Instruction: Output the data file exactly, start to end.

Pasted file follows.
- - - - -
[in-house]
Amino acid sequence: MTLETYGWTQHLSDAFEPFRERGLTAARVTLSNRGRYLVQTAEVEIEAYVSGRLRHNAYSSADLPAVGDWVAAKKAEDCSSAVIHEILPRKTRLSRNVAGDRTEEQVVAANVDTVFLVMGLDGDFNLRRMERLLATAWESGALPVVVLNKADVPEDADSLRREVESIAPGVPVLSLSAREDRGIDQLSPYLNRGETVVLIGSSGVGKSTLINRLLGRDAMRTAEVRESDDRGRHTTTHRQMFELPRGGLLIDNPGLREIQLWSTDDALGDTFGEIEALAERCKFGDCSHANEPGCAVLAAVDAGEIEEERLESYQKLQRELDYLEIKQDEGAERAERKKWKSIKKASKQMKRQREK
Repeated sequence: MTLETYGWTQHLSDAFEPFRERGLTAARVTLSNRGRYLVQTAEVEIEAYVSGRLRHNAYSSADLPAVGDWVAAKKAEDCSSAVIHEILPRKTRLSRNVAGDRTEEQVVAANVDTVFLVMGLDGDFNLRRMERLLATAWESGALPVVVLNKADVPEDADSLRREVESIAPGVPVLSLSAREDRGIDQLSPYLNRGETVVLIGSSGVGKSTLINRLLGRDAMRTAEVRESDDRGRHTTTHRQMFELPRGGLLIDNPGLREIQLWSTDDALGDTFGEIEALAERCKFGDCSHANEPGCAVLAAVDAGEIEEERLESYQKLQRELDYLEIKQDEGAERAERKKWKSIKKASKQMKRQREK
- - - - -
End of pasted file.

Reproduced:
[in-house]
Amino acid sequence: MTLETYGWTQHLSDAFEPFRERGLTAARVTLSNRGRYLVQTAEVEIEAYVSGRLRHNAYSSADLPAVGDWVAAKKAEDCSSAVIHEILPRKTRLSRNVAGDRTEEQVVAANVDTVFLVMGLDGDFNLRRMERLLATAWESGALPVVVLNKADVPEDADSLRREVESIAPGVPVLSLSAREDRGIDQLSPYLNRGETVVLIGSSGVGKSTLINRLLGRDAMRTAEVRESDDRGRHTTTHRQMFELPRGGLLIDNPGLREIQLWSTDDALGDTFGEIEALAERCKFGDCSHANEPGCAVLAAVDAGEIEEERLESYQKLQRELDYLEIKQDEGAERAERKKWKSIKKASKQMKRQREK
Repeated sequence: MTLETYGWTQHLSDAFEPFRERGLTAARVTLSNRGRYLVQTAEVEIEAYVSGRLRHNAYSSADLPAVGDWVAAKKAEDCSSAVIHEILPRKTRLSRNVAGDRTEEQVVAANVDTVFLVMGLDGDFNLRRMERLLATAWESGALPVVVLNKADVPEDADSLRREVESIAPGVPVLSLSAREDRGIDQLSPYLNRGETVVLIGSSGVGKSTLINRLLGRDAMRTAEVRESDDRGRHTTTHRQMFELPRGGLLIDNPGLREIQLWSTDDALGDTFGEIEALAERCKFGDCSHANEPGCAVLAAVDAGEIEEERLESYQKLQRELDYLEIKQDEGAERAERKKWKSIKKASKQMKRQREK